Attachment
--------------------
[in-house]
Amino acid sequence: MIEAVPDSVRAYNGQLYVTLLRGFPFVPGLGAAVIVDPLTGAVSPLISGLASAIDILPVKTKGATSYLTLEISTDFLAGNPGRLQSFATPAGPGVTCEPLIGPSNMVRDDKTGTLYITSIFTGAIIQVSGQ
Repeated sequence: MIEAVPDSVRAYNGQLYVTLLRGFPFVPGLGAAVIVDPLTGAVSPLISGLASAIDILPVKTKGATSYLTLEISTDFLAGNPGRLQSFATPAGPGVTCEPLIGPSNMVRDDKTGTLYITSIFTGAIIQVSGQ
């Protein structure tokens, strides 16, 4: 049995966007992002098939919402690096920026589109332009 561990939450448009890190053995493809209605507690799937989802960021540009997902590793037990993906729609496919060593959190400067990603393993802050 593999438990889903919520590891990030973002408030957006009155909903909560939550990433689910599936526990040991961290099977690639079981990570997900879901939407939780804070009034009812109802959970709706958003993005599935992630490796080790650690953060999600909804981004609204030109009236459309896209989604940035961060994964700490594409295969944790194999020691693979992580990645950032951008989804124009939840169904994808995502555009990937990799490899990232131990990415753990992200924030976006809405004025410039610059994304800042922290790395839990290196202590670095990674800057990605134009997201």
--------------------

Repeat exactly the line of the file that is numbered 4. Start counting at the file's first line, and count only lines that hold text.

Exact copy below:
């Protein structure tokens, strides 16, 4: 049995966007992002098939919402690096920026589109332009 561990939450448009890190053995493809209605507690799937989802960021540009997902590793037990993906729609496919060593959190400067990603393993802050 593999438990889903919520590891990030973002408030957006009155909903909560939550990433689910599936526990040991961290099977690639079981990570997900879901939407939780804070009034009812109802959970709706958003993005599935992630490796080790650690953060999600909804981004609204030109009236459309896209989604940035961060994964700490594409295969944790194999020691693979992580990645950032951008989804124009939840169904994808995502555009990937990799490899990232131990990415753990992200924030976006809405004025410039610059994304800042922290790395839990290196202590670095990674800057990605134009997201």